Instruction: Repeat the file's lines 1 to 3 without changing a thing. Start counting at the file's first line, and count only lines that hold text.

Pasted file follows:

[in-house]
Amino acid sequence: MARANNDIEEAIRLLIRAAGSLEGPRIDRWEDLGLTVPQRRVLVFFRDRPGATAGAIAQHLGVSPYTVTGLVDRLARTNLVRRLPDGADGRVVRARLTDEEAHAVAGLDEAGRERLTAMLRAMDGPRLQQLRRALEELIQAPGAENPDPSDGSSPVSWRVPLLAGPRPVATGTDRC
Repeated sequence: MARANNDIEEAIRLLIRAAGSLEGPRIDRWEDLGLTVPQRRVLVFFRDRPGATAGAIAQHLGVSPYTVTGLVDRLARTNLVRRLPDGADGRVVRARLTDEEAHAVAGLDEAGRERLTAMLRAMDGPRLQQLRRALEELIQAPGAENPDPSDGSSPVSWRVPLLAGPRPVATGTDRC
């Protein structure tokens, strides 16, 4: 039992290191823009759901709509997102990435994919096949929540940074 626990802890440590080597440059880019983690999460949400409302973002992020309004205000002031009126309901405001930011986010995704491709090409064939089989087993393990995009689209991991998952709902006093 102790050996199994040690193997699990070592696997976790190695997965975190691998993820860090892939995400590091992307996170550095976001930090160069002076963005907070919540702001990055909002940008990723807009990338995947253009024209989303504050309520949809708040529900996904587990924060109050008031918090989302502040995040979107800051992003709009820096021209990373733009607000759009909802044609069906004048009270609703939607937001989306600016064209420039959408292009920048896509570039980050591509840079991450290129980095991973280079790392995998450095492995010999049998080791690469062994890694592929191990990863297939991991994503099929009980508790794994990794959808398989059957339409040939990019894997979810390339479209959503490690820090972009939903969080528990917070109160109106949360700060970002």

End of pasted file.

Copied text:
[in-house]
Amino acid sequence: MARANNDIEEAIRLLIRAAGSLEGPRIDRWEDLGLTVPQRRVLVFFRDRPGATAGAIAQHLGVSPYTVTGLVDRLARTNLVRRLPDGADGRVVRARLTDEEAHAVAGLDEAGRERLTAMLRAMDGPRLQQLRRALEELIQAPGAENPDPSDGSSPVSWRVPLLAGPRPVATGTDRC
Repeated sequence: MARANNDIEEAIRLLIRAAGSLEGPRIDRWEDLGLTVPQRRVLVFFRDRPGATAGAIAQHLGVSPYTVTGLVDRLARTNLVRRLPDGADGRVVRARLTDEEAHAVAGLDEAGRERLTAMLRAMDGPRLQQLRRALEELIQAPGAENPDPSDGSSPVSWRVPLLAGPRPVATGTDRC